My PS2 memory card died, taking with it various save files. I guess I was courting disaster, in that I had been using the same single memory card since I bought my first PS2 in 2002. Flash memory is great, but it only lasts for a finite number of write cycles. Looks like I’m going to have to play all those levels of Katamari Damacy again. (Oh, the horror.)
Nintendo’s web site has a hidden gem: filed away under Iwata Asks… you’ll find a series of lengthy articles talking about the entire design process behind the Wii. If that’s not enough Wii to float your boat, BusinessWeek are also getting in on the act.
Nintendo have gone in pretty much the opposite direction to the rest of the industry. Sony and Microsoft are in an arms race of graphical and CPU firepower. The Xbox 360 has a custom IBM PowerPC CPU which has 3 G5-like processor cores, each at 3.2GHz, with a 5.4GHz front-side bus to connect it to the graphics chip. The PS3 has a 64 bit PowerPC core for general purpose tasks, connected to 7 independent vector processor cores known as SPEs, all at 3.2GHz. (There are 8 SPEs on the chip, but to increase yield they are using chips where 1 is faulty, as well as the faultless ones.) For the tasks needed for video games—3D geometry and the like—each SPE is allegedly about as fast as a general purpose CPU of similar speed.
So, 3 CPUs for Microsoft, 8 for Sony, all 3.2GHz—what about Nintendo? Turns out the Wii has one 729MHz PowerPC, a 243MHz graphics processor, and…er, that’s it. In terms of raw power, it’s a souped up GameCube. Instead of counting on bleeding edge CPU power, Nintendo are counting on innovative gameplay, convenience, and a host of other subtle design factors.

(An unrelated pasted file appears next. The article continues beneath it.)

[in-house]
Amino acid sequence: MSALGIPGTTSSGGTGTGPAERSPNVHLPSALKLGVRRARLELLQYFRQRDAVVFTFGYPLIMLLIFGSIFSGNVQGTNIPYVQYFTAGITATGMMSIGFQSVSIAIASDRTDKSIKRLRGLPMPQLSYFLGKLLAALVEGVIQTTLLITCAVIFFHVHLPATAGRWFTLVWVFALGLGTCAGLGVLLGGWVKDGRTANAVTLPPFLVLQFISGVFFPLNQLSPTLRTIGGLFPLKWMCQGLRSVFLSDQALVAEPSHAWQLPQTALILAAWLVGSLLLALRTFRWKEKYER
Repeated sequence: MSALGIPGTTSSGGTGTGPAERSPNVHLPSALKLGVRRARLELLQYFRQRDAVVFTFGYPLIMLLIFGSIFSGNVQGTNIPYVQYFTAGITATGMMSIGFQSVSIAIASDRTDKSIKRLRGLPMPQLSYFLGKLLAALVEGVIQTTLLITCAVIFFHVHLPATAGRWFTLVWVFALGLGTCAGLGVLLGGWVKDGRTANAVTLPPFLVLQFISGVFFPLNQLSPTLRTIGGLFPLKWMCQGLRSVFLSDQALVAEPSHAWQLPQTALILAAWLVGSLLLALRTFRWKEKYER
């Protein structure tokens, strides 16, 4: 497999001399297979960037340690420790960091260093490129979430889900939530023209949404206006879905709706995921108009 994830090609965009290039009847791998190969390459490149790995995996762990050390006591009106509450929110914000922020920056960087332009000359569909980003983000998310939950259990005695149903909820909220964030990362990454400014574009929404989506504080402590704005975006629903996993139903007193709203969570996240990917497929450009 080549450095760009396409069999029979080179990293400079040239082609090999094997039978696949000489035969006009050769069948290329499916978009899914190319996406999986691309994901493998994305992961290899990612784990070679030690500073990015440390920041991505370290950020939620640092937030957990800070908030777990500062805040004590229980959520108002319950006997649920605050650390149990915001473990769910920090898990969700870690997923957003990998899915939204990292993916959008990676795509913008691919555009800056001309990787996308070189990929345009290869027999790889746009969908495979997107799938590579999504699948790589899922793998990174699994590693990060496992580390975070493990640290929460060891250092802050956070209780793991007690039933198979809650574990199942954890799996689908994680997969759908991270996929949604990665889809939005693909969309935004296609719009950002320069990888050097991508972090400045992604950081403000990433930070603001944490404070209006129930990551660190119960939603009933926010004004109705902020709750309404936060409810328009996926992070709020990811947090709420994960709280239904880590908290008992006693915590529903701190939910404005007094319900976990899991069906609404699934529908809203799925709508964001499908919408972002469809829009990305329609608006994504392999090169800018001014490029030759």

I won’t bother to talk about the controller, because you can read about that everywhere. Suffice it to say, the idea is to dramatically increase the approachability of the system. If you can point, you can play, hopefully. The rest of the design is what interests me more, and doesn’t seem to have received as much attention.
I was very skeptical of the Nintendo DS when it came out. A touch screen seemed like a reasonable idea, but putting two separate screens in a handheld seemed like a gimmick. My skepticism was also likely due to my disappointment with the Game Boy Advance. There are some truly great games for it—Advance Wars, Golden Sun, Wario Ware—but they are far outnumbered by the endless Pokemon games and lame movie and TV tie-ins.
Another interesting flaw has been discovered in the Diebold paperless voting machines used in many US states. The Diebold machines are supposedly secure because they run software from an EPROM, software that has been independently audited and certified for use by election board officials. Except it turns out that if you change a single jumper inside the machine, it will boot any code you care to supply on a standard flash memory card instead.
I notice that 1GB of CompactFlash has dropped to under $100. It’s only a matter of time before it makes sense to replace DV camcorders with flash memory units. With MPEG-4 compression, a unit like the Fisher Sanyo FVD-C1 can record about an hour of NTSC quality video in a GB. (In fact, there are already some pro camcorders which use RAID arrays of CompactFlash, believe it or not.) Sure, DV is cheap, but DV also sucks a lot.
I solved my Palm RAM problems. It turns out that the Palm V has about 800K of unused flash memory, because the OS isn’t all that big. By buying a piece of $15 shareware, you can shunt a couple of your honking huge Palm apps into flash, freeing up RAM. The only problem is, it doesn’t work with all applications. There was no demo available, and I didn’t want to waste $15.